Filled Under: Mari Blanchard
Mari Blanchard was an American actress, known for her roles as a B movie femme fatale in American films of the 1950s and early 1960s.
Mari Blanchard was born on April 13, 1927 in Long Beach, California. The daughter of an oil tycoon and a psychotherapist, she suffered from severe polio from the age of nine, which denied her a hoped-for dancing career. For several years, she worked hard to rehabilitate her limbs from paralysis, swimming and later even performing on the trapeze at Cole Brothers Circus. She then attended the University of Southern California from where she graduated with a degree in international law. In the late 1940’s, she joined the Conover Agency as an advertising model and at the same time, was promoted by famed cartoonist and writer Al Capp, becoming the inspiration for one of his “L’il Abner” characters. Blanchard was spotted in an advertisement for bubble bath in 1950 by a producer from Paramount and was offered work in movies. Most of her work though was in small roles in a number of films at MGM, RKO, and Paramount, until she was signed by Universal-International in 1952. Her first film at Universal was “Back at the Front” (1952). One of her most memorable roles was the Venusian queen, Allura, in the 1953 comedy “Abbott and Costello Go to Mars”. She also starred in “Destry” (1954), a western with Audie Murphy. Universal then refused to renew their contract with Blanchard and her career then began to fail. Free-lancing for lesser studios she recieved roles in B-movies such as “She Devil” (1957) and “No Place to Land” (1958). Her last role of note in film was as the cheerful and likeable town madam in the John Wayne western comedy “McLintock!” (1963).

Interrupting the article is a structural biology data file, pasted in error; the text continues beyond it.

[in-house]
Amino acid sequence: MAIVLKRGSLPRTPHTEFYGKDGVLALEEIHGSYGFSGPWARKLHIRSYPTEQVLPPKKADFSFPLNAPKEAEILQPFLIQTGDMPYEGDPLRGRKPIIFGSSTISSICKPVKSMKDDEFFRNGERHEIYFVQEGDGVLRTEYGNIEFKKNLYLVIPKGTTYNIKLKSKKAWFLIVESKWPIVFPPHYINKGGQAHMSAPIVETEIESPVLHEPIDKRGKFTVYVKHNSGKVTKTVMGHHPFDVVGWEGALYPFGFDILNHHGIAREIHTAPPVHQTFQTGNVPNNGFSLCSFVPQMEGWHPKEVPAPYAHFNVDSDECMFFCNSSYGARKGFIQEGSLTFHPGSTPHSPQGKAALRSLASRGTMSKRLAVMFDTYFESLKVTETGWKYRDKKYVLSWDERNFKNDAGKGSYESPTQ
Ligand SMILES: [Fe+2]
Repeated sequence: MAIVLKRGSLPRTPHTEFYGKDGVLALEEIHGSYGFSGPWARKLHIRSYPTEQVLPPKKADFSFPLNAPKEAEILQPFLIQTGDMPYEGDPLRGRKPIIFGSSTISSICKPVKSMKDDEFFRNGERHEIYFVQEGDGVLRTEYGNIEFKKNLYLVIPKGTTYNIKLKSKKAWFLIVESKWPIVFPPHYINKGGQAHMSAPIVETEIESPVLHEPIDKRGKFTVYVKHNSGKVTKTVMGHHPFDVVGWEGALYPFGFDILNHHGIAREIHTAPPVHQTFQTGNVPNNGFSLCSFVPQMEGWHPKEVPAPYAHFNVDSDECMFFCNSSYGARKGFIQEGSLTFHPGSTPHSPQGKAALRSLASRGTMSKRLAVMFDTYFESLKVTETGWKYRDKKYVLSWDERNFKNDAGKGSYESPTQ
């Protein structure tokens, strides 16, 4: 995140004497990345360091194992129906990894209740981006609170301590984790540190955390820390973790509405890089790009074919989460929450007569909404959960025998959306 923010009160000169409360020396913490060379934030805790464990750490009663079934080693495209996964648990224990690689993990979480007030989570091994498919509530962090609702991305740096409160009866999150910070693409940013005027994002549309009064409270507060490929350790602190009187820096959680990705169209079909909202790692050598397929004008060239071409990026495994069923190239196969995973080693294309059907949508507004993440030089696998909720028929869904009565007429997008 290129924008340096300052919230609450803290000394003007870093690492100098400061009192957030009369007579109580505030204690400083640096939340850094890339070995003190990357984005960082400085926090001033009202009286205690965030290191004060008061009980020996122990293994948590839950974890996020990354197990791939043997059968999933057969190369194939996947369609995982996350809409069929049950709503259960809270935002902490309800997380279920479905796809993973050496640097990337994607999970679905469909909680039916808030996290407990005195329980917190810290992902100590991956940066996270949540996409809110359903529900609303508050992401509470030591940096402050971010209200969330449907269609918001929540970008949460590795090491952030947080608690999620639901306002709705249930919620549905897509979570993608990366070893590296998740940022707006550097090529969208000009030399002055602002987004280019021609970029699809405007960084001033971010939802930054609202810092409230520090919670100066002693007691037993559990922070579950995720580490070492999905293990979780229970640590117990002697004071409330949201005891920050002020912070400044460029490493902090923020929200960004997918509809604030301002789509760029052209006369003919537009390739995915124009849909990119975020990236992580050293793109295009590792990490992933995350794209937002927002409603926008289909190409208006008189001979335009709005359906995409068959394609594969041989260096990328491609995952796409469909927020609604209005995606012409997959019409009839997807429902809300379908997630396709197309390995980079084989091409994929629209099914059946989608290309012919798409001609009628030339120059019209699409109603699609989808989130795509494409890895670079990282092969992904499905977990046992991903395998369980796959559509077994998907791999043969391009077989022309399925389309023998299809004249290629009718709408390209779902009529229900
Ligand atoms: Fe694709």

With her film career in decline Blanchard turned to television and appeared in shows such as “Rawhide”, “77 Sunset Strip”, “Perry Mason”, and “The Virginian” to name a few. In the 1960–1961 television season, Blanchard starred as Kathy O’Hara in the short lived (14 episodes) NBC Western series “Klondike” with Ralph Taeger, James Coburn, and Joi Lansing. Her last television appearance was in “It Takes A Thief” in 1968.
Mari Blanchard died of cancer on May 10, 1970 at the age of 43 in Woodland Hills, Los Angeles.